Torres et al v. Nationstar Mortgage, LLC

Filing 15

MEMORANDUM AND ORDER granting 14 Motion to Dismiss. For the reasons stated herein, Nationstars motion to dismiss is granted to the extent thatthe FDCPA claims are dismissed with prejudice and the state law claims are dismissed without prejudice. The Clerk of Court is directed to close the file in this action. (Ordered by Judge Leonard D. Wexler on 11/2/2016.) (Fagan, Linda)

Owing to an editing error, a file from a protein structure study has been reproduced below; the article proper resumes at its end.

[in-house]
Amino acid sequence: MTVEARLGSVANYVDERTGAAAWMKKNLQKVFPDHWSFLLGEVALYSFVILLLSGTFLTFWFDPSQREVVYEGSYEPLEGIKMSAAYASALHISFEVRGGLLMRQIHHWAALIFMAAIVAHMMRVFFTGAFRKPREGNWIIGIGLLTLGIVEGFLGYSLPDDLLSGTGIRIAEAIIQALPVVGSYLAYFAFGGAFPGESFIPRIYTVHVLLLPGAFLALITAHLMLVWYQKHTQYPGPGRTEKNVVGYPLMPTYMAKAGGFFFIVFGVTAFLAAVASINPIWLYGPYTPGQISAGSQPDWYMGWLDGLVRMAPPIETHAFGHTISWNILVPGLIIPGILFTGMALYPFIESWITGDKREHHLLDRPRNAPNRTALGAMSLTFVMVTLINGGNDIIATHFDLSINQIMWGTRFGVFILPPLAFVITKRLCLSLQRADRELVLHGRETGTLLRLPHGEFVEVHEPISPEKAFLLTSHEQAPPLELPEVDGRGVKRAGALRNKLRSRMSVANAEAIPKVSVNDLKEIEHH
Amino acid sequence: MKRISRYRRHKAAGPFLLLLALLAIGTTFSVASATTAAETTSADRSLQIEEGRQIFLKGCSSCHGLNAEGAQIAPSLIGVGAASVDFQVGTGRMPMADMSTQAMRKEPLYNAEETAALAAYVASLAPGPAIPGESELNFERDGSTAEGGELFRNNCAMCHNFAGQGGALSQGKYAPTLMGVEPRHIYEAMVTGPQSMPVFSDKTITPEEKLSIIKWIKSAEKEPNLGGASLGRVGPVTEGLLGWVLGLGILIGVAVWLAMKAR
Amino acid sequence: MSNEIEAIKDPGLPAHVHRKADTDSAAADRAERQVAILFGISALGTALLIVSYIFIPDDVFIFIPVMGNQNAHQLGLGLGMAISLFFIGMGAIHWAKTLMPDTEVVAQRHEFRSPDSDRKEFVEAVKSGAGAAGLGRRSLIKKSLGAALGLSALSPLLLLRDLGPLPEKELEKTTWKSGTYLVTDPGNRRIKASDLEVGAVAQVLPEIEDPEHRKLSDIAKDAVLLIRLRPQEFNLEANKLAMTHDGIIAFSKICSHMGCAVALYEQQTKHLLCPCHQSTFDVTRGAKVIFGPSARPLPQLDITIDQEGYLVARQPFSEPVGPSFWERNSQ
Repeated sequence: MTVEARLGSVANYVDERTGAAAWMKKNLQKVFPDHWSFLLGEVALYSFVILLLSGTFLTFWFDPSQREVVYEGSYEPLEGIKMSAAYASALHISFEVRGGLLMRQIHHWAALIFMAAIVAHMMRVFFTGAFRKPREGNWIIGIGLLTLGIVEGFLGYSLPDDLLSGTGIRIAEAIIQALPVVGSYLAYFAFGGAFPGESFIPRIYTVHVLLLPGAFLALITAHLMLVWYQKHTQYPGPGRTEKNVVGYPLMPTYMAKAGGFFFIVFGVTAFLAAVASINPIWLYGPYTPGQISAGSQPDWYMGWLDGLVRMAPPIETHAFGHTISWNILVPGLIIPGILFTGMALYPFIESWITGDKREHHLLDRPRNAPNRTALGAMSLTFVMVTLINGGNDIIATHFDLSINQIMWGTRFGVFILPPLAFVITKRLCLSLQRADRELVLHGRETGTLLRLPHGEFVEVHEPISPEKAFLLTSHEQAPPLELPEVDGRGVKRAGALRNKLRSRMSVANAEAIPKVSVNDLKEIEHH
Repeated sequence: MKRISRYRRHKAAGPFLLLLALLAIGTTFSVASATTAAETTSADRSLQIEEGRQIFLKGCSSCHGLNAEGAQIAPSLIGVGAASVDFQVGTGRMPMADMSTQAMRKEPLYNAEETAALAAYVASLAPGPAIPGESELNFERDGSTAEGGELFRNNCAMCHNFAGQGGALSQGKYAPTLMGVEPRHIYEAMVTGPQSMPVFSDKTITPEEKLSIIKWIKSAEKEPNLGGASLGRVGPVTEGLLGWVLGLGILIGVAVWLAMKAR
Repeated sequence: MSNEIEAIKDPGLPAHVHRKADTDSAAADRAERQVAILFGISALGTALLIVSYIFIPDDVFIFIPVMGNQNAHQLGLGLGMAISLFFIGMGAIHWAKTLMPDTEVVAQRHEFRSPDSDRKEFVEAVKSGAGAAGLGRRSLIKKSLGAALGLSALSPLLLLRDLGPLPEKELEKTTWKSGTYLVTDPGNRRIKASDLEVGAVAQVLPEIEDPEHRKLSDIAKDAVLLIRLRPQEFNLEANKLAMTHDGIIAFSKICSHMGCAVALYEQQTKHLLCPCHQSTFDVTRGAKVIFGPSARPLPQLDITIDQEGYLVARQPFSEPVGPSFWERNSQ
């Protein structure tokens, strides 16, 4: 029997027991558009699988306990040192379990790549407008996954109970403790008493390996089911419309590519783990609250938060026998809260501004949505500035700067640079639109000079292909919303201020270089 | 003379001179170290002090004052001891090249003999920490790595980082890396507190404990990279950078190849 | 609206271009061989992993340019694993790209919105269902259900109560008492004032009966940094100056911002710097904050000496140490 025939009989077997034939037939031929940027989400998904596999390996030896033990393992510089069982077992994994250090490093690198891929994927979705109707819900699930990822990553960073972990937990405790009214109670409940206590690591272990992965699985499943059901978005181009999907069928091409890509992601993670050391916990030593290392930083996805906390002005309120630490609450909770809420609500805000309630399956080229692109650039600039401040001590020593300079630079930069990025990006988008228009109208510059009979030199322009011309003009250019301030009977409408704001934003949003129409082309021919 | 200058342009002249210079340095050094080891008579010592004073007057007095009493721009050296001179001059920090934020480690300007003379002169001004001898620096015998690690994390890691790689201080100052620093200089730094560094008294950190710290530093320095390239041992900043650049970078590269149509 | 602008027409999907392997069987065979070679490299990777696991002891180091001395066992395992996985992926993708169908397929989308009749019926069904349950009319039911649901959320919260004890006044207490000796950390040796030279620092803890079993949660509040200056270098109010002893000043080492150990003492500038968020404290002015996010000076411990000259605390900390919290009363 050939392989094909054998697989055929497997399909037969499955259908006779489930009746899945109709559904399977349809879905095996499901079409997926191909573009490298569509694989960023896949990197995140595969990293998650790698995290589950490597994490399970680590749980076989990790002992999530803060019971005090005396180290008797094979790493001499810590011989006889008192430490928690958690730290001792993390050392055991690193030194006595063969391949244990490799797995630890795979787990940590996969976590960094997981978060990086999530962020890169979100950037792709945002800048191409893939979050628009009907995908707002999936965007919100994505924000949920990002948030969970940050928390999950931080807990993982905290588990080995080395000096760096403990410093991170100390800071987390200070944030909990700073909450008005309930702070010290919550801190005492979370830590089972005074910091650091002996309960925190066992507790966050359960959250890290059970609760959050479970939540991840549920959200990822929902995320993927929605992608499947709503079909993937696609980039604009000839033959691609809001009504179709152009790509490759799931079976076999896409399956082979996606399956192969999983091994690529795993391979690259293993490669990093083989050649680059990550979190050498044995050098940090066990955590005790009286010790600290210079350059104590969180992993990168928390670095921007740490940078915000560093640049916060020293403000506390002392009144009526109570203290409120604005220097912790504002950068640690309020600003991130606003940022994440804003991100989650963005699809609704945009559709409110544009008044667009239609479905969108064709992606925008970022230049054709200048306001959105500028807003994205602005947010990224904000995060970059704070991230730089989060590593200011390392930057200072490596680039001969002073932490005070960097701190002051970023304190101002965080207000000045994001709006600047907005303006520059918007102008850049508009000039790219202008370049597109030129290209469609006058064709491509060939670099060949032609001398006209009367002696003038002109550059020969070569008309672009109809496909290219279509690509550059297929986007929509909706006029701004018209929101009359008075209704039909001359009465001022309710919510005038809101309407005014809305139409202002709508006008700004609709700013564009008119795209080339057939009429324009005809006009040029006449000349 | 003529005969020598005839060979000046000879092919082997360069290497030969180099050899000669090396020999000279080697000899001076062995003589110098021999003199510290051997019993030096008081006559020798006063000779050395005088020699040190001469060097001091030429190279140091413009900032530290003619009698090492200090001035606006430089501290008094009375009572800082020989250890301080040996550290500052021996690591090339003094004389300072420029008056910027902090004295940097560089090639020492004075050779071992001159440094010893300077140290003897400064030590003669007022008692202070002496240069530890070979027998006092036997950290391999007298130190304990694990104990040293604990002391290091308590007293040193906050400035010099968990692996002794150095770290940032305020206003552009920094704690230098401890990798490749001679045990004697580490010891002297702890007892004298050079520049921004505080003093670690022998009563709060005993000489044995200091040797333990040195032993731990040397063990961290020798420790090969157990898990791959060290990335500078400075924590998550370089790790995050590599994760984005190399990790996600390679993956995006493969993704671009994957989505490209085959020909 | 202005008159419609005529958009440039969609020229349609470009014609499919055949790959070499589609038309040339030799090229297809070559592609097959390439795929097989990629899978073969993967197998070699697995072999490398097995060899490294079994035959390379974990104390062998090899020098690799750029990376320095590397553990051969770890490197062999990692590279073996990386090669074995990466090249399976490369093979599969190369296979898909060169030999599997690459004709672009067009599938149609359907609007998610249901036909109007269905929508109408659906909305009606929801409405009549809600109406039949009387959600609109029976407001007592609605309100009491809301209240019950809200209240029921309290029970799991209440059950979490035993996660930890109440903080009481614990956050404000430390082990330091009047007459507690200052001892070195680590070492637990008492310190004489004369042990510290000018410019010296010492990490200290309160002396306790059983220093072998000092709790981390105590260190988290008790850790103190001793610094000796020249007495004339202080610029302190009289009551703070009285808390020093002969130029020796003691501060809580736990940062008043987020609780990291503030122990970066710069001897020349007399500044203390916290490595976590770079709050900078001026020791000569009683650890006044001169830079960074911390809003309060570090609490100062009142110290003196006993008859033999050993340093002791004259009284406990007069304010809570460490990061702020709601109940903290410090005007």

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UNITED STATES DISTRICT COURT EASTERN DISTRICT OF NEW YORK ----------------------------------------------------X ELSIE TORRES AND FRANCISCO TORRES, Plaintiffs, -against- MEMORANDUM AND ORDER CV 15-7015 (LDW) (ARL) NATIONSTAR MORTGAGE LLC, Defendant. ----------------------------------------------------X Wexler, J. Plaintiffs Francisco Torres (“Francisco”) and Elsie Torres (collectively, “Plaintiffs”) bring this action against defendant Nationstar Mortgage LLC (“Nationstar”), asserting claims for violations of (1) the federal Fair Debt Collection Practices Act (“FDCPA”), 15 U.S.C. §§ 1692 et seq.; (2) the New York Fair Debt Collection Practices Act (“NYFDCPA”), N.Y. Gen. Bus. Law §§ 600 et seq.; and (3) New York General Business Law (“GBL”) § 349. Nationstar moves to dismiss the Complaint under Federal Rule of Civil Procedure (“FRCP”) 12(b)(6). Plaintiffs oppose the motion. I. BACKGROUND For purposes of this decision, the background can be summarized as follows. On April 19, 2006, Plaintiffs borrowed $405,000.00 from Wilmington Finance, Inc. (“WFI”) to purchase a house in Inwood, New York (the “Loan”). Plaintiffs gave a mortgage to Mortgage Electronic Registration Systems, Inc. (“MERS”), as nominee for WFI (the 2 “Mortgage”). Sometime thereafter, MERS assigned the Mortgage to U.S. Bank National Association (“US Bank”), as Trustee for the Holders of the Specialty Underwriting and Residential Finance Trust, Mortgage Loan Asset-Backed Certificates, Series 2006-AB2. Sometime before April 17, 2014, Plaintiffs defaulted on the Loan. After Plaintiffs’ default, the loan servicing was transferred to Nationstar. On April 17, 2014, US Bank commenced a foreclosure action in Nassau County Supreme Court (the “Foreclosure Action”). Plaintiffs served an answer in the Foreclosure Action, asserting various defenses and counterclaims. During the Foreclosure Action, Francisco sent “an inquiry” to Nationstar on December 5, 2014 “for verification with respect to Plaintiffs’ mortgage debt.” Complaint ¶ 13. Plaintiffs made another “inquiry” of Nationstar on December 8, 2014 “for verification with respect to Plaintiffs’ mortgage debt.” Complaint ¶ 12. Nationstar responded to the December 5 and December 8 inquiries by two letters, one dated December 11, 2014 (the “December 11 Letter”) and the other dated December 24, 2014 (the “December 24 Letter”) (collectively, the “December Letters”). The December 11 Letter responded to the December 8 inquiry and was addressed to “Law Offices of Darren Aronow C/O Francisco Torres,” in Hicksville, New York. The December 11 Letter provided, in relevant part: “Nationstar Mortgage received your request for information on 12/8/2014. The investor name is JP Morgan Chase as Trustee for SURF 2006-AB2.” Complaint Exh. A. The December 24 Letter responded to the 3 December 5 inquiry and was addressed to “Darren Aronow, Esq., The Law Offices of Darren Aronow, P.C,” in Hicksville, New York. The December 24 Letter provided, in relevant part: “[O]ur records indicate U.S. Bank National Association as Trustee for SURF 2006-AB2 is the current owner of the Note.” Complaint Exh. B. Plaintiffs commenced this action, alleging that Nationstar is a “debt collector” and claiming that the December Letters violated the FDCPA, the NYFDCPA, and GBL § 349. Nationstar moves to dismiss the Complaint. II. DISCUSSION A. Motion to Dismiss Standard In Bell Atlantic Corp. v. Twombly, 550 U.S. 544 (2007), the Supreme Court held that to avoid dismissal a plaintiff is required to plead enough facts “to state a claim for relief that is plausible on its face.” Id. at 570; see also Ashcroft v. Iqbal, 556 U.S. 662, 678-80 (2009). While heightened factual pleading is not required, Twombly holds that a “formulaic recitation of the elements of a cause of action will not do.” Twombly, 550 U.S. at 555. On a motion to dismiss, the court must, as always, assume that all allegations in the complaint are true and draw all reasonable inferences in favor of the nonmoving party. Plair v. City of New York, 789 F. Supp. 2d 459, 463 (S.D.N.Y. 2011). However, the court must ensure that the complaint sets forth “enough facts to state a claim to relief that is plausible on its face.” Twombly, 550 U.S. at 570; see Ruston v. Town Bd. for Town 4 of Skaneateles, 610 F.3d 55, 57 (2d Cir. 2010). A pleading that does nothing more than recite the elements of a claim, supported by mere conclusory statements, is insufficient to “unlock the doors of discovery.” Iqbal, 556 U.S. at 678. Rather, “only a complaint that states a plausible claim for relief survives a motion to dismiss.” Id. at 679. Although a motion under FRCP 12(b)(6) is directed only to the sufficiency of the pleading, the court may consider written documents attached to the complaint as well as documents incorporated therein by reference and those of which plaintiff had knowledge and relied upon in commencing the action. See Brass v. Amer. Film Techn., Inc., 987 F.2d 142, 150 (2d Cir. 1993). B. FDCPA Claims In opposing Nationstar’s motion, Plaintiffs assert that the December Letters are sufficient to state claims for violations of FDCPA § 1692e(2)(A), (5), and (10) because the letters “identified different owners” and therefore “contained false information.” Memorandum of Law in Opposition to Defendant Nationstar Mortgage LLC’s Motion to Dismiss (“Plaintiffs’ Mem.”), at 12-15; see 15 U.S.C. § 1692e(2)(A) (prohibiting “[t]he false representation of . . . the character . . . of any debt”); id. § 1692e(5) (prohibiting “[t]he threat to take any action that cannot legally be taken or that is not intended to be taken”); id. § 1692e(10) (prohibiting “[t]he use of any false representation or deceptive means to collect or attempt to collect any debt”). Nationstar’s primary argument for dismissal of these FDCPA claims is that the December Letters are not actionable under 5 the FDCPA because they were addressed and sent solely to Plaintiffs’ attorney. This Court agrees that Plaintiffs’ FDCPA claims are not actionable.1 Where an alleged communication is directed solely to a debtor’s attorney, there is persuasive support for the proposition that such a communication is not actionable under the FDCPA. In this respect, dictum from the Second Circuit’s decision in Kropelnicki v. Siegel, 290 F.3d 118 (2d Cir. 2002), is relevant and instructive. In Kropelnicki, a putative debtor alleged, inter alia, that a creditor’s attorney and the attorney’s office manager made misrepresentations to the debtor’s attorney that they would not advance a state court debt-collection action without first contacting him. Id. at 123-27. The debtor claimed that the misrepresentation to her attorney violated § 1692e. Id. The Second Circuit dismissed the action for lack of subject matter jurisdiction, id. at 129, but first commented on this claim: We would have grave reservations about concluding that this sort of claim is actionable under the FDCPA. . . . A review of the FDCPA’s purpose, . . . and this Court’s treatment of the FDCPA in other cases leads us to believe that alleged misrepresentations to attorneys for putative debtors cannot constitute violations of the FDCPA. The FDCPA was passed to protect consumers from deceptive or harassing actions taken by debt collectors. . . . Where an attorney is interposed as an intermediary between a debt collector and a consumer, we assume the attorney, rather 1 The Complaint also references claims for violations of FDCPA § 1692g(a)(2) and § 1692j. Complaint ¶ 19; Plaintiffs’ Mem. at 8. Defendants argue for dismissal of these claims as well. Plaintiffs do not argue in support of these claims. Accordingly, they are dismissed. 6 than the FDCPA, will protect the consumer from a debt collector’s fraudulent or harassing behavior. Id. at 127-28 (emphasis in original). Faced with claims that a fax message sent by a debt collector to a debtor’s attorney violated § 1692e, Judge Hurley relied on Kropelnicki in concluding that “[p]laintiff has no cause of action under the FDCPA where a communication was solely directed to her attorney and no threat was made regarding contact with the debtor herself.” Tromba v. M.R.S. Assocs., Inc., 323 F. Supp. 2d 424, 425-28 (E.D.N.Y. 2004); see also Guerrero v. RJM Acquisitions LLC, 499 F.3d 926, 93639 (9th Cir. 2007) (“The [FDCPA’s] purposes are not served by applying its strictures to communications sent only to a debtor’s attorney. . . . Congress seems to have contemplated the type of actions that would intimidate unsophisticated individuals and which . . . would likely disrupt a debtor’s life. When an individual is represented by counsel who fields all communications relevant to the debt collection, these concerns quickly evaporate. Attorneys possess exactly the degree of sophistication and legal wherewithal that individual debtors do not.” (citations and internal quotation marks omitted)). This Court similarly agrees that Kropelnicki supports the determination that Plaintiffs have no actionable claim under the FDCPA. Not only were the December Letters addressed and sent solely to Plaintiffs’ attorney, who represented them in the Foreclosure Action, but no threat was made regarding contact with Plaintiffs. Presumably, Plaintiff’s attorney was fully able to protect Plaintiffs from the alleged 7 inconsistency in the December Letters. Accordingly, the FDCPA claims are dismissed with prejudice. C. NYFDCPA and GBL 349 Claims Given the dismissal of the FDCPA claims–the only federal claims in this action–the Court declines to exercise supplemental jurisdiction over the state law claims for violations of the NYFDCPA and GBL § 349. See 28 U.S.C. § 1367(c)(3) (district court may decline to exercise supplemental jurisdiction if it has dismissed all claims over which it has original jurisdiction); see also Carnegie-Mellon Univ. v. Cohill, 484 U.S. 343, 350 n.7 (1988) (“[I]n the usual case in which all federal-law claims are eliminated before trial, the balance of factors to be considered under the pendent jurisdiction doctrine–judicial economy, convenience, fairness, and comity–will point toward declining to exercise jurisdiction over the remaining state-law claims.”). Accordingly, the state law claims are dismissed without prejudice. III. CONCLUSION For the above reasons, Nationstar’s motion to dismiss is granted to the extent that the FDCPA claims are dismissed with prejudice and the state law claims are dismissed 8 without prejudice. The Clerk of Court is directed to close the file in this action. SO ORDERED. _____________/s/_________________ LEONARD D. WEXLER UNITED STATES DISTRICT JUDGE Dated:Central Islip, New York November 2, 2016